Any person, manufacturer, organization or authority established by or under the law may apply for the registration of Geographical Indication of their product. The respective Applicant should represent the interest of producers. The Registrar of Geographical Indication is divided into two parts. Part ’A’ consists of particulars relating to registered Geographical indications and Part ‘B’ consists of particulars of the registered authorized users-who are manufacturer  or any other person related to GI tag . The registration process is similar to both for registration of geographical indication and an authorized user which is  given below:


From long period of time, governments were protecting trademarks and intellectual properties related to food items and good identified with a particular region since at least the end of 19th century. 

One of the first GI systems is the one used in France from the early part of the 20th century known as appellation d’origine contrôlée (AOC). Items that meet geographical origin and quality standards may be endorsed with a government-issued stamp which acts as official certification of the origins and standards of the product. Examples of products that have such “appellations of origin” include Gruyère cheese (from Switzerland) and many French wines.

Geographical indications have long been associated with the concept of terroir and with Europe as an entity, where there is a tradition of associating certain food products with particular regions. Under European Union Law, the protected designation of origin framework which came into effect in 1992 regulates the following systems of geographical indications: “Protected designation of origin” (PDO), “protected geographical indication” (PGI), and Traditional Specialities Guaranteed” (TSG).



The legal protection of G.I. is extremely important given its commercial potential. Without adequate legal protection, rivals with no rightful claim to the G.I. are free to benefit on its reputation. Such unethical business activities cause income loss for G.I. right holders and consumer confusion. Additionally, such actions may ultimately harm the reputation and goodwill connected to a geographical indicator. If such attributes are protected properly, then that will help in protection of the rights of the G.I holder in instance of rights violation or loss of income due to misuse.


A registered geographical indication is violated by a person who is not a registered proprietor or authorized user, uses such a sign on the goods or suggests that such goods originate in that particular geographic area, which can cause confusion to general public. Remedies relating to infringement of geographical indications are similar to remedies related to trademark infringement. Similarly, under the (Indian) Geographical Indicators Goods (Registration and Protection) Act, 1999, falsification of a geographical indication. Remedies which are available for conservation of geographical indications may be broadly classified into two categories:

  1. CIVIL REMEDIES which include of filing a temporary or permanent injunction, paying of damages and Delivery of the infringing labels and indications containing products.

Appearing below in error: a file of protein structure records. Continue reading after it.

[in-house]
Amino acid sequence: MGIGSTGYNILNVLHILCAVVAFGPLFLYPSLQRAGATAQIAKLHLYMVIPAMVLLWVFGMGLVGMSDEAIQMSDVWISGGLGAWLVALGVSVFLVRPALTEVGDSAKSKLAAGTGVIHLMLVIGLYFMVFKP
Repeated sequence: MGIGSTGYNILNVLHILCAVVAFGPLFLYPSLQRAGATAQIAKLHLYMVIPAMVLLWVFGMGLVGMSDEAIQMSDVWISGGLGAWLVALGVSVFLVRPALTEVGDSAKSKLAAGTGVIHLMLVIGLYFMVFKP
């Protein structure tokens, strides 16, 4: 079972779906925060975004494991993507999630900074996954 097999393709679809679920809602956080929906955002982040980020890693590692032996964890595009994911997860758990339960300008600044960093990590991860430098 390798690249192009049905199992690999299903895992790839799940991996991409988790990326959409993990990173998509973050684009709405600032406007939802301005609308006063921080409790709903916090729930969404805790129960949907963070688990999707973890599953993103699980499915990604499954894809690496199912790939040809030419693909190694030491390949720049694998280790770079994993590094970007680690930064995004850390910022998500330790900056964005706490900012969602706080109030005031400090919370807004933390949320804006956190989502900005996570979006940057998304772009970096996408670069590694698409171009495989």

2. CRIMINAL REMEDIES as given in chapter VII of the act which deals with the offences and punishment of such acts of infringement committed.



With trademark and G.I having the same nature, they are often confused a lot, but here are some differences given below as follows;

Geographical indications (GIs) identify a good as originating from a particular place. Trademark identifies a good or service as originating from a particular company.
The name used as a geographical indication is usually predetermined by the name of a geographical area.   A trademark often consists of a fanciful or arbitrary sign
GI may be used by any persons in the area of origin, who produces the good according to specified standards, but because of its link with the place of origin, a GI cannot be assigned or licensed to someone outside that place or not belonging to the group of authorized producers. A trademark can be assigned or licensed to anyone, anywhere in the world, because it is linked to a specific company and not to a particular place



  1. Registered geographical indications have the exclusive right to access or use G.I.’s products during the business.
  2. Authorized users enjoy the right to sue for infringement.
  3. It provides legal protection to geographical signs in India.
  4. Prevents unauthorized use of registered geographical indications by others.
  5. It provides legal protection to Indian geographical signals which in turn promotes exports.
  6. It promotes the economic prosperity of producers of goods produced in a geographical area.
  7. A registered owner can also approach for legal protection in other WTO member countries.
  8. It provides legal protection to the respective goods in domestic as well as in international markets.



Since the adoption of the TRIPS Agreement, there has been increased awareness of the need for adequate protection of geographic Indications. There are various countries that are using various laws for the protection and registration of G.I tags as they help in preserving the originality of products and help in providing remedies in case of infringement. In India still mor efforts are needed in this direction.